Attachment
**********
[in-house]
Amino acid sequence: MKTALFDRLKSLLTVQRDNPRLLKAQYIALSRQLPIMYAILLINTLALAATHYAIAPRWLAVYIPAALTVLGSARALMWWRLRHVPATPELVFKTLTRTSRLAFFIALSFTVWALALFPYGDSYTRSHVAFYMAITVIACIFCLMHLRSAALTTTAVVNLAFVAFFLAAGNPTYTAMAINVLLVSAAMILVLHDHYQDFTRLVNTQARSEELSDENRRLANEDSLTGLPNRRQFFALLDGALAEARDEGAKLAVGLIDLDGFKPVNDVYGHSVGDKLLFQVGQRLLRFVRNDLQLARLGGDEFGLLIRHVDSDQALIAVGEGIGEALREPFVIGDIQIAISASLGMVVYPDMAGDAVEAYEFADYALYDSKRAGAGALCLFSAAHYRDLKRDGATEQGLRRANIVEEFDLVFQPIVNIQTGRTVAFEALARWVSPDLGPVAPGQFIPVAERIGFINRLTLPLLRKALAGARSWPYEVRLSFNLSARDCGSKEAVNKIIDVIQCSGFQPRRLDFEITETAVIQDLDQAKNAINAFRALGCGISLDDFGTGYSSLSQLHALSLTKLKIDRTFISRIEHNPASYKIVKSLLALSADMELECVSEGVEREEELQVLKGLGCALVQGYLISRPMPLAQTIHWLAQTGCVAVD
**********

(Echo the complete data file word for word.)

[in-house]
Amino acid sequence: MKTALFDRLKSLLTVQRDNPRLLKAQYIALSRQLPIMYAILLINTLALAATHYAIAPRWLAVYIPAALTVLGSARALMWWRLRHVPATPELVFKTLTRTSRLAFFIALSFTVWALALFPYGDSYTRSHVAFYMAITVIACIFCLMHLRSAALTTTAVVNLAFVAFFLAAGNPTYTAMAINVLLVSAAMILVLHDHYQDFTRLVNTQARSEELSDENRRLANEDSLTGLPNRRQFFALLDGALAEARDEGAKLAVGLIDLDGFKPVNDVYGHSVGDKLLFQVGQRLLRFVRNDLQLARLGGDEFGLLIRHVDSDQALIAVGEGIGEALREPFVIGDIQIAISASLGMVVYPDMAGDAVEAYEFADYALYDSKRAGAGALCLFSAAHYRDLKRDGATEQGLRRANIVEEFDLVFQPIVNIQTGRTVAFEALARWVSPDLGPVAPGQFIPVAERIGFINRLTLPLLRKALAGARSWPYEVRLSFNLSARDCGSKEAVNKIIDVIQCSGFQPRRLDFEITETAVIQDLDQAKNAINAFRALGCGISLDDFGTGYSSLSQLHALSLTKLKIDRTFISRIEHNPASYKIVKSLLALSADMELECVSEGVEREEELQVLKGLGCALVQGYLISRPMPLAQTIHWLAQTGCVAVD